Thursday, August 21, 2008

My Single Greatest Moment of Inspiration, by Len Howlett


Once, a long time ago, I was a virtual prisoner to the romantic allure of Southern California, having heard its siren song. I took the involuntary vow to remain there at any cost, to forsake the Gulf Coast of Texas where I had stultified into seemingly permanent, but happily ignorant innocent adolescence. I was compelled to ‘go Hollywood’ at any cost. And thus I took a job there as an office boy at a top modeling agency for starvation wages. At peril to body and spirit and my own economic future I hung on to be in the presence and bask in the glow of those internationally known honeys. Yes, I had been taken captive and interned in the infamous Concentration Camp of the Hot Kitties of Hollywood.

But I hung on for months, sorting the mail, and running errands, delivering eye-liner and mascara, and unknowable esoterica from Max Factor, in the wistful unspoken hope that one of these earth angels would notice me. There was one, whose name you would know were I, even though many years have passed, to dare to pronounce it aloud. She was the top model in the world. My days were filled with silent longings and my nights with unmentionable holy rituals as she smiled down at me from numerous ‘Vogue’ covers I had tacked to the musty walls of my rented garret. Even in the dark punctuated by the garish neon of the disco across the street she seemed to be with me, haunting my feverish waking dreams.

The days that I saw her grew progressively more oppressive, as I saw her occasionally come in, walk past the file cabinet where I was usually sorting paper clips and reams of typing paper and the like, and go into the office of a young executive, and leave for seemingly interminable long lunches at Musso and Frank’s and desserts I dared not even imagine. The gales of their laughter hung in agonizing echoes in the office long after they had departed doubtlessly for Happyland, while I sat alone to mind the phone and eat a hot tuna sandwich made at home in the darkness before work. I prayed that the blessing of salmonella might deliver me from the unrelenting torture that had come to be my existence.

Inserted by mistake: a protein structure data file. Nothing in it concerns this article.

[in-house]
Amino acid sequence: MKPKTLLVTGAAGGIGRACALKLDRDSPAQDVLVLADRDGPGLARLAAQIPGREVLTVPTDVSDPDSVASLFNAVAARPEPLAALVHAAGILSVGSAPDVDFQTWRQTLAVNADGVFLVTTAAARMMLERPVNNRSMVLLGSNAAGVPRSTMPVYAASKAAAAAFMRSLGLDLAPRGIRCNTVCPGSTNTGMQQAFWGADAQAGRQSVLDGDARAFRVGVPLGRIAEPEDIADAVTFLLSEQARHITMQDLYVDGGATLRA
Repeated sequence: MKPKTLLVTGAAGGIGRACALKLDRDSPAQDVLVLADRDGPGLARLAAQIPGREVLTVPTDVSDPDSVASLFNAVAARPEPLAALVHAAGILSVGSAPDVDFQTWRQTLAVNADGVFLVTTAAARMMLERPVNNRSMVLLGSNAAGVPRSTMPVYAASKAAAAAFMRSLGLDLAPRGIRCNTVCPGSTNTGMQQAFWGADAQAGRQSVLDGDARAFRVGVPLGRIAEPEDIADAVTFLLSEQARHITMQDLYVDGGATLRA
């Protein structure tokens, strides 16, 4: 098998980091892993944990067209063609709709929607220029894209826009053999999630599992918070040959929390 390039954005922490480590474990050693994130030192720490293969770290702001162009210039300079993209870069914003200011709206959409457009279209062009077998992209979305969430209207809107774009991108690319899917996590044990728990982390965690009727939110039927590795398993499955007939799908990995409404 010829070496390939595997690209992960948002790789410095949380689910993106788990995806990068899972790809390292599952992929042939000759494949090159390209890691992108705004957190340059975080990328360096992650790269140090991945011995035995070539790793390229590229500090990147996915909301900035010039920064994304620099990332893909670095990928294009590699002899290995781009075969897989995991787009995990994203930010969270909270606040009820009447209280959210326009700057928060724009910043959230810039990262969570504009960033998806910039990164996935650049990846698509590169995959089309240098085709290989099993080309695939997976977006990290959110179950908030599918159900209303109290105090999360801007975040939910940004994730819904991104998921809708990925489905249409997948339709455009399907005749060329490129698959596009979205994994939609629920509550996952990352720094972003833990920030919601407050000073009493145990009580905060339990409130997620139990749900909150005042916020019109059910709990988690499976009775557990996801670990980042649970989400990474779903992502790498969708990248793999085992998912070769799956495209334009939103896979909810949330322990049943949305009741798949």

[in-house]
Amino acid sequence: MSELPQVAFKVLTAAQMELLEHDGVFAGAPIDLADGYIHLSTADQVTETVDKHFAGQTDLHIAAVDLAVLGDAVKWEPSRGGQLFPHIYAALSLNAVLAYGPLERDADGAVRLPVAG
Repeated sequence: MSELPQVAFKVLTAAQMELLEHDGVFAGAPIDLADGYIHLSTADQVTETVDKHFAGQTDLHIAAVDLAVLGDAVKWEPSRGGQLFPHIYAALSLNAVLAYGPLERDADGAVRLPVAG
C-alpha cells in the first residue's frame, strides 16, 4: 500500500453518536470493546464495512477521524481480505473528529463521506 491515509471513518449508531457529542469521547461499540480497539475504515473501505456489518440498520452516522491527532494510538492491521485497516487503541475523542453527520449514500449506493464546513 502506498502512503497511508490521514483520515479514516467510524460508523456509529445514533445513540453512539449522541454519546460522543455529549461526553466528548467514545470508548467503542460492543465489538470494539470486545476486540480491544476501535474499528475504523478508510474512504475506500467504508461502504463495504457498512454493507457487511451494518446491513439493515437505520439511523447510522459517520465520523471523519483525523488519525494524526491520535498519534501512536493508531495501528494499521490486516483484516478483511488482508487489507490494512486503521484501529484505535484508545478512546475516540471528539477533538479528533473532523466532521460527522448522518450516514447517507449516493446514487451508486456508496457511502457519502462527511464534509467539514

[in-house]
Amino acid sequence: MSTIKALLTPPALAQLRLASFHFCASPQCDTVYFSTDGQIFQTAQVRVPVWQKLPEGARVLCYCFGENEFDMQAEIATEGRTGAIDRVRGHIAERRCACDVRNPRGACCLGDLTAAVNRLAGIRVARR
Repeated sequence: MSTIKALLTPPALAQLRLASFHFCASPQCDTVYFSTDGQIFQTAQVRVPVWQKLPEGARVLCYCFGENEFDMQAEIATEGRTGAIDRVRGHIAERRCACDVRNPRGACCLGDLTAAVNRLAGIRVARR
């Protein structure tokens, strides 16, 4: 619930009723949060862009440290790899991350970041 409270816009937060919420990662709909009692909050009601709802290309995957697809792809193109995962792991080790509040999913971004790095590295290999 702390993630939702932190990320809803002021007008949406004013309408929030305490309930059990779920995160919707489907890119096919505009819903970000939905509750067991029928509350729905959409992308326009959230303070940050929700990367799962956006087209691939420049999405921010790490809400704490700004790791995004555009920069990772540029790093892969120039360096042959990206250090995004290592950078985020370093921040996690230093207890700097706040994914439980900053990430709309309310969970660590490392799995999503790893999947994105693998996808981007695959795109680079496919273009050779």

And the days that she did not appear were worse. Much of the time I would hear stories of her cavorting in Europe and the playgrounds of the jet set. I would find myself wishing for a glimpse of her. It was only the small thumbnail portrait of her I had clipped from a fashion magazine and placed in a cameo my mother had given me affixed to a chain and worn around my neck over my heart that kept me lingering on in the pale semblance of existence that I had been handed in the place of a life. I would catch moments during the day to reach inside my Motorhead tee shirt and extract the brooch to snap open a glimpse of Paradise.

As it happened, one day when the Santa Ana winds blew the smoke from the innumerable forest fires in the canyons, which millions of Angelenos have learned to look forward to and love as one in a more temperate zone might call a "season," that I looked up from my stolen moment with the image of my secret love object to confront the holy sight of the genuine article walk through the front door and approach the receptionist. Embarrassed seemingly beyond redemption, I clicked the cameo shut too loudly and fumbled it back behind the garish images of Lemmy and Fast Eddie on my shirt. And I thanked providence that she had not seen it, and just as quickly I cursed the fate that protected me when I realzed that she would not notice my presence had I been standing there naked wearing only the chain with the cameo open and its contents visible.